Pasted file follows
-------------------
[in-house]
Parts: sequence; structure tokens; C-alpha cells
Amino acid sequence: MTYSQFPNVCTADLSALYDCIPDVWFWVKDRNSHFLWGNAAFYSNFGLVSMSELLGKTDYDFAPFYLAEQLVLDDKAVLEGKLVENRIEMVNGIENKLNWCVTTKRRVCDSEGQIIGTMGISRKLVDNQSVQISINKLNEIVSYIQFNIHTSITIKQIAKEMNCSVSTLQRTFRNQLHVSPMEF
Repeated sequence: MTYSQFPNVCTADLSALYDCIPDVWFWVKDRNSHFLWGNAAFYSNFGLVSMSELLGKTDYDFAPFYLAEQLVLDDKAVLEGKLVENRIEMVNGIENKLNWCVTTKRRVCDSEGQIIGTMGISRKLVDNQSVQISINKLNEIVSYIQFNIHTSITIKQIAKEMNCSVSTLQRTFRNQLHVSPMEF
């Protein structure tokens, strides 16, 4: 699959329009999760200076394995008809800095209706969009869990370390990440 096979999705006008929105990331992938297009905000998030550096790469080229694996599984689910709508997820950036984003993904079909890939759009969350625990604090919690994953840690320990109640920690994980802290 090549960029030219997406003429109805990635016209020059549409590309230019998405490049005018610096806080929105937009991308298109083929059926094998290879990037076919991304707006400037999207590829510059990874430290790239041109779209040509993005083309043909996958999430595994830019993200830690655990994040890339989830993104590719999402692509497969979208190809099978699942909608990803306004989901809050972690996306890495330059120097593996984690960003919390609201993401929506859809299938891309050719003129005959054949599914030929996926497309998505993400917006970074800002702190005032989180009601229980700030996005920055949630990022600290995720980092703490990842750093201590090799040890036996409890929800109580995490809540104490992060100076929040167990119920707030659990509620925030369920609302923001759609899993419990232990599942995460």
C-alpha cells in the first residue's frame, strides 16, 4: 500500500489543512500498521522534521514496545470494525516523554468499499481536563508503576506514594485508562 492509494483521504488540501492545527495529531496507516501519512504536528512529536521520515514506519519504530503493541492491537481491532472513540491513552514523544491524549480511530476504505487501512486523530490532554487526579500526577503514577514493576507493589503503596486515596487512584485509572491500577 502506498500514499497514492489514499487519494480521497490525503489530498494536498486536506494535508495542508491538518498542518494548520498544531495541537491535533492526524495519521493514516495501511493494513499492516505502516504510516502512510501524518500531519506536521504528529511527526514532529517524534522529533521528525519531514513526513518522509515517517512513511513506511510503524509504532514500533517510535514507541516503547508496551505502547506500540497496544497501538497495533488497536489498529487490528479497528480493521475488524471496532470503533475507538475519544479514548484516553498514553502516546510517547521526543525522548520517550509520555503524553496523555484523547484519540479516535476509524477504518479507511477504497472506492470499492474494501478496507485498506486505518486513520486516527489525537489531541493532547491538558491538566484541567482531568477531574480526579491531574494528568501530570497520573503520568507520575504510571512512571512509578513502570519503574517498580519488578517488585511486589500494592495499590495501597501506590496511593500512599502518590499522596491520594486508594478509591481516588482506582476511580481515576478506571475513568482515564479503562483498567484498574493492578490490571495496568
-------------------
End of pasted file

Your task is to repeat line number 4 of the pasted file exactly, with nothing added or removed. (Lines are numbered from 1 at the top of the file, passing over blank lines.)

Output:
Repeated sequence: MTYSQFPNVCTADLSALYDCIPDVWFWVKDRNSHFLWGNAAFYSNFGLVSMSELLGKTDYDFAPFYLAEQLVLDDKAVLEGKLVENRIEMVNGIENKLNWCVTTKRRVCDSEGQIIGTMGISRKLVDNQSVQISINKLNEIVSYIQFNIHTSITIKQIAKEMNCSVSTLQRTFRNQLHVSPMEF